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What are the Key challenges that India will face in achieving net zero by 2070 from the energy aspect

Dablu Kumar Yadav, Undergraduate

CSIR-CIMFR, Dhanbad

India’s ambitious goal of achieving net zero emissions by 2070 is commendable, but it does face several significant challenges in the energy sector. Let’s explore some of these challenges. India faces several key challenges in achieving net zero emissions by 2070 from an energy perspective. India is the third-largest greenhouse gas emitter in the world, which signifies a must have policies to overcome a number of significant obstacles to reach net zero. There is various area where Indian people and the government has to work hard to achieve the target of net zero. The main challenges  that India will face in achieving net zero are discussed below:

 

Heavy Reliance on Fossil Fuels: India's energy sector heavily relies on coal, which is a major source of carbon emissions. Transitioning away from coal to cleaner energy sources such as renewable will be challenging due to the existing infrastructure and the economic significance of coal. India is still heavily dependent on coal for its energy needs. Transitioning away from fossil fuels and towards renewable energy sources is a significant challenge. However, the rapid growth in renewable energy production in India is paving the way to net zero emissions.

Infrastructure Development: Scaling up renewable energy infrastructure to meet the growing energy demands of a developing nation like India requires significant investment and time. Building the necessary infrastructure for renewable energy generation and distribution will pose logistical and financial challenges.

 

Energy Access and Equity: Ensuring universal access to clean and affordable energy while simultaneously reducing emissions can be a balancing act. Many parts of India still lack reliable access to electricity, and transitioning to cleaner energy sources must not exacerbate energy poverty or socio-economic disparities.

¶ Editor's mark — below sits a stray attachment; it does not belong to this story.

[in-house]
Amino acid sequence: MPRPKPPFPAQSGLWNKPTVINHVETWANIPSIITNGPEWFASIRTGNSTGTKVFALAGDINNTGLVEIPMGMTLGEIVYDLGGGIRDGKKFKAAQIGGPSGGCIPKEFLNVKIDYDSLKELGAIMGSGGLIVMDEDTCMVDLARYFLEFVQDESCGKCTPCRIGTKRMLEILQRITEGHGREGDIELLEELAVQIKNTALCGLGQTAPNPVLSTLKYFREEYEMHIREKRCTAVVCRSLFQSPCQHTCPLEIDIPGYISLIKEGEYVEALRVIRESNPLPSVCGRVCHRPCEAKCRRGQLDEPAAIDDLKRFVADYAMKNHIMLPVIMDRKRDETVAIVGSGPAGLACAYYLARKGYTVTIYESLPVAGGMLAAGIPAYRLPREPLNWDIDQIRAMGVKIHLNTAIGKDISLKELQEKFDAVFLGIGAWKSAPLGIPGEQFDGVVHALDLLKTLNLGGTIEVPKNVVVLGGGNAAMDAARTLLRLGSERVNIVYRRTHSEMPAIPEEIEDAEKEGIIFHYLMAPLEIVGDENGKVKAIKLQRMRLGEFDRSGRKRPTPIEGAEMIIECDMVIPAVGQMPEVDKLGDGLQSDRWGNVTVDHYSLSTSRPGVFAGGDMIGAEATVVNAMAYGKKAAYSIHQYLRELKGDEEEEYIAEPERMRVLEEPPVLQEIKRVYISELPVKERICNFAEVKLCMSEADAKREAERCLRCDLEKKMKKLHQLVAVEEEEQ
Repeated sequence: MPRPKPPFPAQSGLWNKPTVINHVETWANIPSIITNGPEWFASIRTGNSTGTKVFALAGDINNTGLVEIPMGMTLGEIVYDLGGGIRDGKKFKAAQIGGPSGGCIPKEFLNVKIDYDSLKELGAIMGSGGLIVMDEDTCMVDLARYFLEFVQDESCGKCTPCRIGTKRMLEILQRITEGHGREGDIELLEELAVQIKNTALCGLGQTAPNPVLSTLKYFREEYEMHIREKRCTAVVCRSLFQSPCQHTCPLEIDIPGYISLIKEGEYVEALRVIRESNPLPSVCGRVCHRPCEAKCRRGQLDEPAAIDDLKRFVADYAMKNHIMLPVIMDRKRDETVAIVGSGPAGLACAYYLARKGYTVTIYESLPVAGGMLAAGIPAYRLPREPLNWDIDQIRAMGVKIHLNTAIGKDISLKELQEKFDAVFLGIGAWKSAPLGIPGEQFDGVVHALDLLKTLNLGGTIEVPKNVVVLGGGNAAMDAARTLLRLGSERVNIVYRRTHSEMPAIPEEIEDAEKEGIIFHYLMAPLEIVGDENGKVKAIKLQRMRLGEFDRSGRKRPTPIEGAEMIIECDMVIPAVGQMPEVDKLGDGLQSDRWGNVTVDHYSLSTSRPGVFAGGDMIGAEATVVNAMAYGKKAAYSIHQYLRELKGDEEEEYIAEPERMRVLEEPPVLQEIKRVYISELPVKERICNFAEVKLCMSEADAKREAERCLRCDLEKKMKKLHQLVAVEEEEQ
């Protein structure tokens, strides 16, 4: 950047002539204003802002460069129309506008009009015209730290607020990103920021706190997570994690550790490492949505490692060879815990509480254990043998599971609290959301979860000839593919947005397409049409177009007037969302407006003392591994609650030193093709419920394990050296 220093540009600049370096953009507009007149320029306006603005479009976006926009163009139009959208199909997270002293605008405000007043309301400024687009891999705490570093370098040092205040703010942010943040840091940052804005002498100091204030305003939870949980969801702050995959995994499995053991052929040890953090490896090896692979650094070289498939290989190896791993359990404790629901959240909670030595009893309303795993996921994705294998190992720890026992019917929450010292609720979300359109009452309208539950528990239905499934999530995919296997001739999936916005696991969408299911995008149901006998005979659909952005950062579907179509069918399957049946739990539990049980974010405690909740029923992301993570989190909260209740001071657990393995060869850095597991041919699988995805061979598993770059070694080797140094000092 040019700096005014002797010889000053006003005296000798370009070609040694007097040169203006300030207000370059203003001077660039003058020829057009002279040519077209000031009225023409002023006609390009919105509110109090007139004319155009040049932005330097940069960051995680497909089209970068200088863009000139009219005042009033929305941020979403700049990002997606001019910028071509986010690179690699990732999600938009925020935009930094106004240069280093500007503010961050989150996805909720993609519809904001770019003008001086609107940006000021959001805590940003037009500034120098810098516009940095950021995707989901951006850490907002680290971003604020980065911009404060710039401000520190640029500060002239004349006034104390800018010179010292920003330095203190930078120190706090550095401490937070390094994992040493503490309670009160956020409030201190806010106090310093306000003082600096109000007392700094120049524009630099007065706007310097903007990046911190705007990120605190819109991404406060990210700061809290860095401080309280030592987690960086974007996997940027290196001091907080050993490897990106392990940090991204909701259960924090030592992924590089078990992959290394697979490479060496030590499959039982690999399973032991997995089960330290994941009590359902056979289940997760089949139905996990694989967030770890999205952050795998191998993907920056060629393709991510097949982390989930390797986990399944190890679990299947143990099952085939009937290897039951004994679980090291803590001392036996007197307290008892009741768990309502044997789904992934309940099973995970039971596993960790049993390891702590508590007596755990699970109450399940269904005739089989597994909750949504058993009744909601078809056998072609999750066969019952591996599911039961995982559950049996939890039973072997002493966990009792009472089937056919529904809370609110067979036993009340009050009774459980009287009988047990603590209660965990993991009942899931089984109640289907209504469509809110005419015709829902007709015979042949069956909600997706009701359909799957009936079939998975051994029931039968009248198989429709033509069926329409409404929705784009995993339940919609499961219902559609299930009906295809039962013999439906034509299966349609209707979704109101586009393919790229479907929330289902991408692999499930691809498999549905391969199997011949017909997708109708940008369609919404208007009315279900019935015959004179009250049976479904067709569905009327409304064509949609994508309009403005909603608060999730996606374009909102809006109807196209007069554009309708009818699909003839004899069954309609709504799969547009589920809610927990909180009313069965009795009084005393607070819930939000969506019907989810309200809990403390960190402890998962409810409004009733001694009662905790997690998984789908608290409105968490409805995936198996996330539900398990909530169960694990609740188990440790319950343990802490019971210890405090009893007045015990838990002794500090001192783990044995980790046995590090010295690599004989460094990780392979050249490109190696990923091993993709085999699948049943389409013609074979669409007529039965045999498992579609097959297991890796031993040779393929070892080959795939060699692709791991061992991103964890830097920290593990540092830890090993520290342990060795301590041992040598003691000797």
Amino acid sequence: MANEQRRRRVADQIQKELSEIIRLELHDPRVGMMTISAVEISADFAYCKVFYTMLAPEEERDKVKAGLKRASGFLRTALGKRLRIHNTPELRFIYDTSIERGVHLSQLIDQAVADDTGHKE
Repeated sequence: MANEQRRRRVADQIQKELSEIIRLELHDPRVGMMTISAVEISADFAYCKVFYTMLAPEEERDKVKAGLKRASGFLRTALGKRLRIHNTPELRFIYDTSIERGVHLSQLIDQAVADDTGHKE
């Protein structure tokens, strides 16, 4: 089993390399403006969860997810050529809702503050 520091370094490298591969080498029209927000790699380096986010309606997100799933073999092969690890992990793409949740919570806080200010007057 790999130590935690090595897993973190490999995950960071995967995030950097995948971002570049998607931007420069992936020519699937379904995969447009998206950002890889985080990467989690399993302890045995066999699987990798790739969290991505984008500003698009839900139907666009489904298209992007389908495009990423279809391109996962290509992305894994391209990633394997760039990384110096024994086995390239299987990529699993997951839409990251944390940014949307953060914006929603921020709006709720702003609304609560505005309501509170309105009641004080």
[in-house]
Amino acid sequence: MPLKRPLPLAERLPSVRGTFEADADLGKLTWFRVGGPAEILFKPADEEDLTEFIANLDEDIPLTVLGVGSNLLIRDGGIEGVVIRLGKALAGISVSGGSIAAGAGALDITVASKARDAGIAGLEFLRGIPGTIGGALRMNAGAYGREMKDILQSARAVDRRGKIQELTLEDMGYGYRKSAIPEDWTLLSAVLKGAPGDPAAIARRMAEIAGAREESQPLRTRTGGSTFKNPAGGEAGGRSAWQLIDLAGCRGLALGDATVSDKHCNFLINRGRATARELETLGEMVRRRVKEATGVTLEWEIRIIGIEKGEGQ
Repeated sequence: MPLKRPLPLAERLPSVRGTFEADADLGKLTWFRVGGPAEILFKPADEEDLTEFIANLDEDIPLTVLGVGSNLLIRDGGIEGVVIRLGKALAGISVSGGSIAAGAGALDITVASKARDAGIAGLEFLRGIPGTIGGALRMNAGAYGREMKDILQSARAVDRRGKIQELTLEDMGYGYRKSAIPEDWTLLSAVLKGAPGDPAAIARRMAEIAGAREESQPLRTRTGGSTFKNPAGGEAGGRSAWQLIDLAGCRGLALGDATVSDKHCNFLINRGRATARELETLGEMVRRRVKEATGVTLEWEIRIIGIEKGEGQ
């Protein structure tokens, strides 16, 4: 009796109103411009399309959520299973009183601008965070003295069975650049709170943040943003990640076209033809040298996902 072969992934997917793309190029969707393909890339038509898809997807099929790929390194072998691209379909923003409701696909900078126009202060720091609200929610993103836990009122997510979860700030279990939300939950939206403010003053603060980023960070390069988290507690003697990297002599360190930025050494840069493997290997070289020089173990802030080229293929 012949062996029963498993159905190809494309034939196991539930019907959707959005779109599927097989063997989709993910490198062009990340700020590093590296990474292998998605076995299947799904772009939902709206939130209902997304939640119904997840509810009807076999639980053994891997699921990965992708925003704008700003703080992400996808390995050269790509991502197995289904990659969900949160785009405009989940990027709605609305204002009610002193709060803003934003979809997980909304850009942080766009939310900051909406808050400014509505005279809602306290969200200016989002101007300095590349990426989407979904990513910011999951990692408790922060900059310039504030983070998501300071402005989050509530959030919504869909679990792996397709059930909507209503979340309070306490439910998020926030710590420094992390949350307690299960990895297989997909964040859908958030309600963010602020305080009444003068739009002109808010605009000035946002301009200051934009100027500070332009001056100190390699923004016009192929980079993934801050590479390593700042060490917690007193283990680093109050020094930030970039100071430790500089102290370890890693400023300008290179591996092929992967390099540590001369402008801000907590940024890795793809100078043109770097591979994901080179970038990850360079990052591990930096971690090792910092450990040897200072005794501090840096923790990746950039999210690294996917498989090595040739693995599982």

Intermittency of Renewable Energy: Solar and wind energy, while abundant, are intermittent sources of power. India will need to invest in energy storage technologies and grid modernization to effectively integrate renewable energy into its power grid and ensure a stable energy supply.

 

Technological Innovation: Achieving net zero emissions will require continuous technological innovation in energy generation, storage, and distribution. India will need to invest in research and development to drive down the costs of renewable energy technologies and improve their efficiency.

 

Policy and Regulatory Framework: Implementing effective policies and regulations that incentivize renewable energy deployment and penalize carbon-intensive activities is crucial. India needs stable and consistent policy frameworks to attract investments in clean energy and facilitate the transition to a low-carbon economy.

 

Balancing Economic Growth and Environmental Sustainability: India's energy transition must be carefully managed to ensure that it does not hinder economic growth. Balancing the need for development with environmental sustainability requires strategic planning and coordination across multiple sectors.

 

Addressing these challenges will require a concerted effort from the government, private sector, and civil society to transition India's energy system towards sustainability while ensuring energy security and socio-economic development. India has to prioritize a robust policy framework, make investments in renewable energy, encourage innovation, and guarantee a fair transition for all parties involved in order to overcome these obstacles. Achieving net zero will include cooperation from government, business, and the general public.

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